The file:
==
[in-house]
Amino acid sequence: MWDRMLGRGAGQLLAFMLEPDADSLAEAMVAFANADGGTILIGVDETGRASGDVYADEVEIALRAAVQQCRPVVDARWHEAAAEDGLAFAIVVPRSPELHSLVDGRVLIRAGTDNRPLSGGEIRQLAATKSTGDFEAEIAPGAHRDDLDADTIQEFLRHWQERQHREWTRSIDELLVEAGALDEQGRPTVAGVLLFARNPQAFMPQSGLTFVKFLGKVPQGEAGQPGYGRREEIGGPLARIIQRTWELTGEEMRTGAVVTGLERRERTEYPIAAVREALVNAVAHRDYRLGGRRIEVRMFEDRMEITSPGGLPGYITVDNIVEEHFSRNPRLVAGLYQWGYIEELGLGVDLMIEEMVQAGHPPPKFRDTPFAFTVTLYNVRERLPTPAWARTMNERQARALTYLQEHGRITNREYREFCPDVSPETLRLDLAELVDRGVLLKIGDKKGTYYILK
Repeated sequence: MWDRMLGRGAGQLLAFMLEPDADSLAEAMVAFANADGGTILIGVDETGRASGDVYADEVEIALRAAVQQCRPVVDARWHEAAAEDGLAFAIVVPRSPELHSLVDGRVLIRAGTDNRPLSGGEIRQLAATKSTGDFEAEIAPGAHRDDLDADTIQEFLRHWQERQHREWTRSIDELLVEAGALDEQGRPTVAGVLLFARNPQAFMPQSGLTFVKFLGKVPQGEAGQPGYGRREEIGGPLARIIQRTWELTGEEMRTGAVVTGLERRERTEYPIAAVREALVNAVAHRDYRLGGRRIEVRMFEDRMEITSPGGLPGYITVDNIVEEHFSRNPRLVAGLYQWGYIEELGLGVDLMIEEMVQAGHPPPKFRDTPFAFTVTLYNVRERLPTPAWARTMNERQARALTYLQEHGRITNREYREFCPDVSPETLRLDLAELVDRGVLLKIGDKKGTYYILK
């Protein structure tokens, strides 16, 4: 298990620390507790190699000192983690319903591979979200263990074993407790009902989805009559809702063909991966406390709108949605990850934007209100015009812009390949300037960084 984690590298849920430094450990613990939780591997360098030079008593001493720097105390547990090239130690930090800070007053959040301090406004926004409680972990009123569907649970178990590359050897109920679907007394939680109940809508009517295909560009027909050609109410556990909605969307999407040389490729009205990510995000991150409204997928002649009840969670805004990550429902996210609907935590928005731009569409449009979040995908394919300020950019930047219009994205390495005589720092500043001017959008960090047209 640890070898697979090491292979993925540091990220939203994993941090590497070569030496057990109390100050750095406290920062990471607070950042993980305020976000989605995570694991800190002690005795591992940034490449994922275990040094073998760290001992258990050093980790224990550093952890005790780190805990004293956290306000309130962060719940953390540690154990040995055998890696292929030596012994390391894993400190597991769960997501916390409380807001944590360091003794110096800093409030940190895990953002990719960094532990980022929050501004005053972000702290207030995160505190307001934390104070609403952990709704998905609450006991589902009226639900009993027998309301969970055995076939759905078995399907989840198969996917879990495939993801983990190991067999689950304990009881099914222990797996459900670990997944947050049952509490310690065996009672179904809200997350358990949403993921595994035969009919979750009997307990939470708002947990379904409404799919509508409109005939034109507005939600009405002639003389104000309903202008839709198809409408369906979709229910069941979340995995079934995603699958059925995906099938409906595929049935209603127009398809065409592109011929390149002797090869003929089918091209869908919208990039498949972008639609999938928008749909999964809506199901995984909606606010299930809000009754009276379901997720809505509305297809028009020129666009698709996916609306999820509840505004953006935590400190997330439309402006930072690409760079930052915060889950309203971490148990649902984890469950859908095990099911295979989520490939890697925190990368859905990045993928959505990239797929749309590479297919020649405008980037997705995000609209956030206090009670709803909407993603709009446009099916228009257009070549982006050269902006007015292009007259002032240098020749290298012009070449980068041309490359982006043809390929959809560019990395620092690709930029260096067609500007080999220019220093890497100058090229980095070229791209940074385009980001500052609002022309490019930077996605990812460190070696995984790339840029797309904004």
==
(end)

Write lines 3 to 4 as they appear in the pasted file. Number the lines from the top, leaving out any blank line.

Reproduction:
Repeated sequence: MWDRMLGRGAGQLLAFMLEPDADSLAEAMVAFANADGGTILIGVDETGRASGDVYADEVEIALRAAVQQCRPVVDARWHEAAAEDGLAFAIVVPRSPELHSLVDGRVLIRAGTDNRPLSGGEIRQLAATKSTGDFEAEIAPGAHRDDLDADTIQEFLRHWQERQHREWTRSIDELLVEAGALDEQGRPTVAGVLLFARNPQAFMPQSGLTFVKFLGKVPQGEAGQPGYGRREEIGGPLARIIQRTWELTGEEMRTGAVVTGLERRERTEYPIAAVREALVNAVAHRDYRLGGRRIEVRMFEDRMEITSPGGLPGYITVDNIVEEHFSRNPRLVAGLYQWGYIEELGLGVDLMIEEMVQAGHPPPKFRDTPFAFTVTLYNVRERLPTPAWARTMNERQARALTYLQEHGRITNREYREFCPDVSPETLRLDLAELVDRGVLLKIGDKKGTYYILK
């Protein structure tokens, strides 16, 4: 298990620390507790190699000192983690319903591979979200263990074993407790009902989805009559809702063909991966406390709108949605990850934007209100015009812009390949300037960084 984690590298849920430094450990613990939780591997360098030079008593001493720097105390547990090239130690930090800070007053959040301090406004926004409680972990009123569907649970178990590359050897109920679907007394939680109940809508009517295909560009027909050609109410556990909605969307999407040389490729009205990510995000991150409204997928002649009840969670805004990550429902996210609907935590928005731009569409449009979040995908394919300020950019930047219009994205390495005589720092500043001017959008960090047209 640890070898697979090491292979993925540091990220939203994993941090590497070569030496057990109390100050750095406290920062990471607070950042993980305020976000989605995570694991800190002690005795591992940034490449994922275990040094073998760290001992258990050093980790224990550093952890005790780190805990004293956290306000309130962060719940953390540690154990040995055998890696292929030596012994390391894993400190597991769960997501916390409380807001944590360091003794110096800093409030940190895990953002990719960094532990980022929050501004005053972000702290207030995160505190307001934390104070609403952990709704998905609450006991589902009226639900009993027998309301969970055995076939759905078995399907989840198969996917879990495939993801983990190991067999689950304990009881099914222990797996459900670990997944947050049952509490310690065996009672179904809200997350358990949403993921595994035969009919979750009997307990939470708002947990379904409404799919509508409109005939034109507005939600009405002639003389104000309903202008839709198809409408369906979709229910069941979340995995079934995603699958059925995906099938409906595929049935209603127009398809065409592109011929390149002797090869003929089918091209869908919208990039498949972008639609999938928008749909999964809506199901995984909606606010299930809000009754009276379901997720809505509305297809028009020129666009698709996916609306999820509840505004953006935590400190997330439309402006930072690409760079930052915060889950309203971490148990649902984890469950859908095990099911295979989520490939890697925190990368859905990045993928959505990239797929749309590479297919020649405008980037997705995000609209956030206090009670709803909407993603709009446009099916228009257009070549982006050269902006007015292009007259002032240098020749290298012009070449980068041309490359982006043809390929959809560019990395620092690709930029260096067609500007080999220019220093890497100058090229980095070229791209940074385009980001500052609002022309490019930077996605990812460190070696995984790339840029797309904004």